Yeah. And we split that amongst the 20 non-profits at Dead 50 Participation Row, and it’s just an exciting way to generate money. Because, oftentimes, a non-profit that is going out to a concert or festival, they’re going to take a loss, they’re going to take a hit setting things up but, thanks to partners like D’Angelico and bands that’ll sign them and that type of stuff, we try to make it so that, if you go to these events, you’re making money for your organization. You’re not taking a hit.
So, basically, people come to our booth to get prepped so they’re ready in November which, so then we’ll send them a reminder via email that November – the day before the election or the week before the elections so they’ll remember to vote – and they enter the giveaway to win these badass signed guitars.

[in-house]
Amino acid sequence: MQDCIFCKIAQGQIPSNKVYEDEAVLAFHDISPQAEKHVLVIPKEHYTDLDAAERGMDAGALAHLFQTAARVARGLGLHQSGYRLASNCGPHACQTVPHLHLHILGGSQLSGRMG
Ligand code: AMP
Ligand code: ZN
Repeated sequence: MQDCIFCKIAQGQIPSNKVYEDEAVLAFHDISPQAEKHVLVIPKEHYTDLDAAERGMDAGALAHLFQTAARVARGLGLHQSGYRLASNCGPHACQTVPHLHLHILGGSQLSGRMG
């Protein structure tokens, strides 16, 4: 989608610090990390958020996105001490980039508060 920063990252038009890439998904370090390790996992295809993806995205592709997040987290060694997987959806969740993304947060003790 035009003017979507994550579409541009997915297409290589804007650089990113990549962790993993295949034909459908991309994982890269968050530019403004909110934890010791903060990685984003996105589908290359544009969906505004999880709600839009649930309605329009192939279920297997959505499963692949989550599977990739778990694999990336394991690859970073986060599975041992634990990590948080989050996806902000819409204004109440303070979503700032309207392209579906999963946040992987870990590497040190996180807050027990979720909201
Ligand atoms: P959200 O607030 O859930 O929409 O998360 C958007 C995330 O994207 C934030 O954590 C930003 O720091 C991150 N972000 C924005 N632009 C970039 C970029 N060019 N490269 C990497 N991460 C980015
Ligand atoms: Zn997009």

Bob Weir is pretty vocal about concertgoers finding HeadCount and registering to vote because, as he says, it’s our future we’re dealing with. Is HeadCount a Dead organization?
I would not say HeadCount is a Dead organization but, that being said, the Dead – and Bob Weir, especially – have been very kind to us over the years. So HeadCount started in It was a collaboration between our two co-founders, Andy Bernstein – who is our executive director and co-chair of the board – and our other co-founder, Marc Brownstein, is also a co-chair of the board. And Marc Brownstein, for his day job, is the bassist for the Disco Biscuits so I don’t know if I would say we’re a Biscuits’ organization – we say we’re a music organization and we collaborate with artists across all lines – but we started in the Biscuits and the jam band community, in that world, just through Marc and Andy bands’ interaction.